Viewing the plum, almond, and cherry blossoms in Japan is a social, aesthetic, artistic, and philosophical activity. Hanami (花見) means ‘flower viewing’, and is a highly anticipated and enjoyed activity here.
Photographing the blossoms is a very serene way to enjoy the warming weather.
Of course, the blossoms mark the beginning of Spring. In the post, Plum Blossom, I started this photographic inquiry and began to bid farewell to the Winter.
April is the beginning of the Japanese school year, as well as the time during which companies typically reorganize and reassign employees. People tend to relocate and renovate their homes at this time, as well. Renewal is carried by the wind along with the pollen and refreshed demeanor of the people.
Spring is a time for noticing. Whether it’s the change of temperature, smell, mood, or indeed, the apparent return to life of the trees.
I was lucky to visit a few parks this year and continue my inquiry into visual literacy through photography.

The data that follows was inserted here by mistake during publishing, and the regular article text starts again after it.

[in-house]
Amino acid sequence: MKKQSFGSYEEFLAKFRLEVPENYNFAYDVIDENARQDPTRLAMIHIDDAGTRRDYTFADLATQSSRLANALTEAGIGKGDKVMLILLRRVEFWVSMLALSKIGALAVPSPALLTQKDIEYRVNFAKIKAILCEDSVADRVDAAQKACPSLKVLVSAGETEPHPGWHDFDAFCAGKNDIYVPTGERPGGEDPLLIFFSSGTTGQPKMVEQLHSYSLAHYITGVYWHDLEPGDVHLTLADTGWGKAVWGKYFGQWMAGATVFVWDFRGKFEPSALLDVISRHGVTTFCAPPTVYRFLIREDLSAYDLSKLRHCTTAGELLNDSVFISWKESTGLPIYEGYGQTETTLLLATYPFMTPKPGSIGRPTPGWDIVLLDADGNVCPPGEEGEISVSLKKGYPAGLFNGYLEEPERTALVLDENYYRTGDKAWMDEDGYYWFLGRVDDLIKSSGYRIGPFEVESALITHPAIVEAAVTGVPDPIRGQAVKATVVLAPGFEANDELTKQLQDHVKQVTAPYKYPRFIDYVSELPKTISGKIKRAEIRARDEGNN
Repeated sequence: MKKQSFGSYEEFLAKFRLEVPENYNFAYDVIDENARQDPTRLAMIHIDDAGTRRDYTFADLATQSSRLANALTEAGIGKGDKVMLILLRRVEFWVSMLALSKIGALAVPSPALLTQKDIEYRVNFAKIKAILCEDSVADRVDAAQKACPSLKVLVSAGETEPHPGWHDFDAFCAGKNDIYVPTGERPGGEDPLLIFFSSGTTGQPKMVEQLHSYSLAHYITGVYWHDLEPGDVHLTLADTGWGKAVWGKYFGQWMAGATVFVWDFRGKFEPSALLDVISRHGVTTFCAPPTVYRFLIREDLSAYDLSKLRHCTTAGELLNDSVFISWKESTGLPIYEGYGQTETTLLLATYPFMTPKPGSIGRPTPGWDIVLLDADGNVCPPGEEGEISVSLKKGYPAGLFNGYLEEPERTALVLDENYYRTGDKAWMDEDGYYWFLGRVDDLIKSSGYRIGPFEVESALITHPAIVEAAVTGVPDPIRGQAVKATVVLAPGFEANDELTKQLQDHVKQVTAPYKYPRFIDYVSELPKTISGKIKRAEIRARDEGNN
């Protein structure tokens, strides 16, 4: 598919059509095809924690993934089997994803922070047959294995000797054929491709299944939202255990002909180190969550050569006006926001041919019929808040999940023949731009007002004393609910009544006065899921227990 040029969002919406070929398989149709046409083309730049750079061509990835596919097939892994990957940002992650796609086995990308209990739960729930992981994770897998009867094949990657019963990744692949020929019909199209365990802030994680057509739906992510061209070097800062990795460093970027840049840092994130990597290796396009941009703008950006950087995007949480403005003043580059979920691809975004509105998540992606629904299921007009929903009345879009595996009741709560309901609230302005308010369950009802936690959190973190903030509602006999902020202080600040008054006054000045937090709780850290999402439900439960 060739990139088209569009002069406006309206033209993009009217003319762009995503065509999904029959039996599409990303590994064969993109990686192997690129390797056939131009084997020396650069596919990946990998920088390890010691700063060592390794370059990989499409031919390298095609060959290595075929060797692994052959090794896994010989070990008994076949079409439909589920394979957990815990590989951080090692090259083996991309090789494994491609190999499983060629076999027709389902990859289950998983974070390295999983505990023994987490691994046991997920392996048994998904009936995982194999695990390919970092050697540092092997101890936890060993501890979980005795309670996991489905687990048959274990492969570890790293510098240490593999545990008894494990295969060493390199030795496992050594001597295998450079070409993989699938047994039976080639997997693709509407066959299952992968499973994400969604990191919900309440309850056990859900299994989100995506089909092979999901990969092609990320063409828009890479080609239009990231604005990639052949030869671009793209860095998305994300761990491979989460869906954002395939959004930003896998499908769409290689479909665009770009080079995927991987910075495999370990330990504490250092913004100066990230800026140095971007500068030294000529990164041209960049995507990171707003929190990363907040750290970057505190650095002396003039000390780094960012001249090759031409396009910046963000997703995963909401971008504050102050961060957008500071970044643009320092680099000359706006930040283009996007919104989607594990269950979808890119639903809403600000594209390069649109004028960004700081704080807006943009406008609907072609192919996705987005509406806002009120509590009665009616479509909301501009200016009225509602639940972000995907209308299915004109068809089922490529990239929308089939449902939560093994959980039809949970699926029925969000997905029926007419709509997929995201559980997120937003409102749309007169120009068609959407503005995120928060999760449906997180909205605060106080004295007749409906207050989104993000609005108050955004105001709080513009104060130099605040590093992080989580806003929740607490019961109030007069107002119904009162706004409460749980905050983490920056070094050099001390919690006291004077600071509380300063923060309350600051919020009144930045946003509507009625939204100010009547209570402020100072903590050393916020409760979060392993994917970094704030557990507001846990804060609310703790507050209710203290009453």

Needless to say, the cherry blossoms are extremely photogenic. Being virtually impossible to take a ‘bad’ picture of, I challenged myself to capture images with stories, conflict, and emotion.
Exploring the photo editing suite from Visual Supply Company was another way to enhance the drama in the photos. For more of my work, please visit my VSCO Grid or Instagram Profile.
Thankfully, the overriding feeling of the blossoms is joy. My wife, Yuka, a much more accomplished photographer than me, shared her work in the post, Special Spring Gift, including the heartwarming photo below of a fallen cherry blossom our son gave to her.